If you follow my work you don’t see much abstract art. I have a certain love-hate relationship with abstraction. I greatly appreciate the place of abstraction in the canon of art. I like to stand before abstract paintings and let the color and texture soak into my soul. As a teenager I visited the Milwaukee Art Museum and saw abstraction first hand, the massive scale and seemingly random complexity, and all that three-dimensional paint sticking up everywhere. I was intimidated and enamored at once, like seeing a really beautiful woman up close for the first time. But I liked to draw comics and funny satire and people throwing up and narrative absurdity. A contempt for abstract artists who “copped out” of real drawing and figurative painting developed in me and I felt ashamed. There were two paths and I chose representative figuration and began to hate abstraction for it’s lazy skills and lack of drama. But whenever I got stuck I would make tiny abstractions to get un-stuck, even to this very day. These are all 4 x 5 “.gouache and ink.
Having spent almost two years drawing with black ink exclusively, I thought a little bit of color might be good for the soul. These are just ink and wash at 4 x 5″.
Just a few quick sketches with red wash 4 x 5″. I am a fight fan, it must be a vicarious fantasy. The last fight I was in was 6th grade and he was a head taller than me. I closed my eyes and through a right hook with all my might aiming for the jawbone knockout. It landed right on his Adam’s Apple and my fist bounced off in a terrible rubbery way. The kid dropped to his knees and made a gagging gasping sound. I thought he would never talk again and I was ashamed and scared, but still proud enough to smugly walk away the victor.
Reginald Lisowski (1926 – 2005) Was known to a certain generation as The Crusher. He was Milwaukee’s local favorite son in the world of All Star Wrestling. Sometimes he was a tag-team partner with the great Dick the Bruiser. The black and white TV show came on Saturday mornings after the cartoons; we didn’t get to see The Crusher every week, but when he appeared in an interview with Marty O’Neill screaming and sputtering against his next rival or bragging about drinking a quarter barrel of beer and dancing with the “dollies” on Milwaukee’s South Side, we knew he would be fighting that day as well. (read a little more here) We have him driving one of the ugliest cars ever made: a 1961 Rambler Ambassador made at the Kenosha Wisconsin, AMC plant (of course!).
There comes a time when even stubble-faced Nancy has had enough for one day. Sluggo is a lovable badass loser, but he also lives in fear of the bully named Spike. Unfortunately their menage a trois must come to an end.
100 full color pages of drawings, comics, wit, wisdom, high and low art, and classic interpretations of the masters. Beautifully published in a handy pocket-sized book, perfect for holiday gifts.
See the complete book by clicking on the PDF here.
Price $20 + $4 postage each through PayPal
Size: 5-1/2 x 4 inches
Have you ever actually read the Book of Revelation in the Bible? After the letters to the churches, John’s apocalyptic vision begins. The symbol-rich narrative can be seen in two parts: the Great Tribulation and the triumphal return of Christ. I grew up in an Evangelical Christian world and the Tribulation was heavily emphasized in the “fire and Brimstone” that potential converts could avoid. We had a famous book by Clarence Larkin written in 1917 called “Dispensational Truth” which many nicely drawn charts of all the wacky characters in the Book of Revelation. I always wanted to see all the characters jammed into one single drawing, and I just had to draw it myself; all I could fit was the Tribulation. I”l save the Return of Christ for the next one.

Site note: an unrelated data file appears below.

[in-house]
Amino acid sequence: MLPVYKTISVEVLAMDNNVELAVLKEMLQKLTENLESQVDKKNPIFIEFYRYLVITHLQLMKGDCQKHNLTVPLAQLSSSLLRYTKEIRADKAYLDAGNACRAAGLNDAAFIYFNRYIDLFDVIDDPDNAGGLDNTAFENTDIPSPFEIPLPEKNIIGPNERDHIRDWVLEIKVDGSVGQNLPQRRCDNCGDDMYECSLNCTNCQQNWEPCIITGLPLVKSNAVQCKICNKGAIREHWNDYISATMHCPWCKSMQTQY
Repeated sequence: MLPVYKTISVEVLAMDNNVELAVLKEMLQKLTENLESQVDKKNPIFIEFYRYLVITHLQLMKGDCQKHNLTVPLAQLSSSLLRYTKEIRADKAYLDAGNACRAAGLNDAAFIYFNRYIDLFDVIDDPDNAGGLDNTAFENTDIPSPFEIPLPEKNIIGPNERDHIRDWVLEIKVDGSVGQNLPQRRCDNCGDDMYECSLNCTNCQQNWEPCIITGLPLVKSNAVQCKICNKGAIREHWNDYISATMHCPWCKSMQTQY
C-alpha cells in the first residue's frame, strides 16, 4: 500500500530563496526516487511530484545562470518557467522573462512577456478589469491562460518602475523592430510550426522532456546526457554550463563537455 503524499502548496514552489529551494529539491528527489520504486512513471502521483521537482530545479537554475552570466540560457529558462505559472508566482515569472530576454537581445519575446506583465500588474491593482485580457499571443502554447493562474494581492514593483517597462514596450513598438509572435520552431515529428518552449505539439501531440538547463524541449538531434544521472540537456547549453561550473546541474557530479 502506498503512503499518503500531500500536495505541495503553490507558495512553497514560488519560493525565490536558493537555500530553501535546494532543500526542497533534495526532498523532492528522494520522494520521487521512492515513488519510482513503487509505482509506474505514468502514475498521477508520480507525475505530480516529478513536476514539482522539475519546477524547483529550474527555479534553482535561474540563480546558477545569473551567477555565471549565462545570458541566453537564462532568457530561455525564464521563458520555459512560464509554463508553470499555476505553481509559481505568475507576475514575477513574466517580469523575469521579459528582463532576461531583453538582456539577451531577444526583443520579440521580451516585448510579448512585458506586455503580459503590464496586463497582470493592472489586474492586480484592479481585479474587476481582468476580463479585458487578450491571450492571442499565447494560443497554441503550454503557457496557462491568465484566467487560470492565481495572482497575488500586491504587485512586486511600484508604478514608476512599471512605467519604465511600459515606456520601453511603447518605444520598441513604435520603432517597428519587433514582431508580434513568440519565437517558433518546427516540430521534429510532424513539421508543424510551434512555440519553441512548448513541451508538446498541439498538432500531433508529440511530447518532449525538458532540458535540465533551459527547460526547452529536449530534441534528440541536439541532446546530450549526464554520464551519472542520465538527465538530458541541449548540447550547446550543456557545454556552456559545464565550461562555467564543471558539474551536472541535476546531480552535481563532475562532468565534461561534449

The All-seeing Potato King, like Zarathustra’s Ass, never complains, never speaks out against the people; he just sees all. The royal voyeur is the Warhol of Idaho, will you accept him into your heart?
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There are things in my studio that call out to me, they desire my attention. I play the drums and have a makeshift kit set up; I jam along to 13000 random songs. There are also stringed instruments and an old accordion that hope I’ll learn to play them. There are also visions, apparitions, and demons vying for some place in my psyche, longing for center stage in the next picture I make. And all those books. I think an artist needs a hobby that isn’t art related, like making music.
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I have one pair of cowboy boots which I wear when I want to feel like a cowboy. A little taller, a little pointier, a little cooler. No hat or dinner-plate sized belt buckle or creased jeans, just those badass black pointy toes sticking out. When I was a cobbler, I repaired many hundreds of pairs of cowboy boots; before we commenced work we often found unusual things inside them. Guns, knives, flasks, money, even a little bag of cocaine, but more than anything else we found women’s panties. The Lost Cowboy may just find himself yet, in a house of temptation. But, who is tempting whom?
The Wound Man is a Medieval character inflicted with every kind of traumatic and potentially lethal puncture and incision, beautiful colored etchings depict his sorry lot. In the late 19th century The Magnetic Belt was advertised as a cure for nearly every ailment – even blunt-force trauma and stapling.
I love Wisconsin, I love to love it and I love to complain about it. That is the right of every state native. A wise 1990’s chat room host once said, “Wisconsin has beer cheese, cheese beer, sausage cheese, cheese sausage, and beer sausage. But not Sausage Beer. Perhaps that’s a good thing. These are Old-Bavarian comfort foods enjoyed best while watching a ball game (of your choice).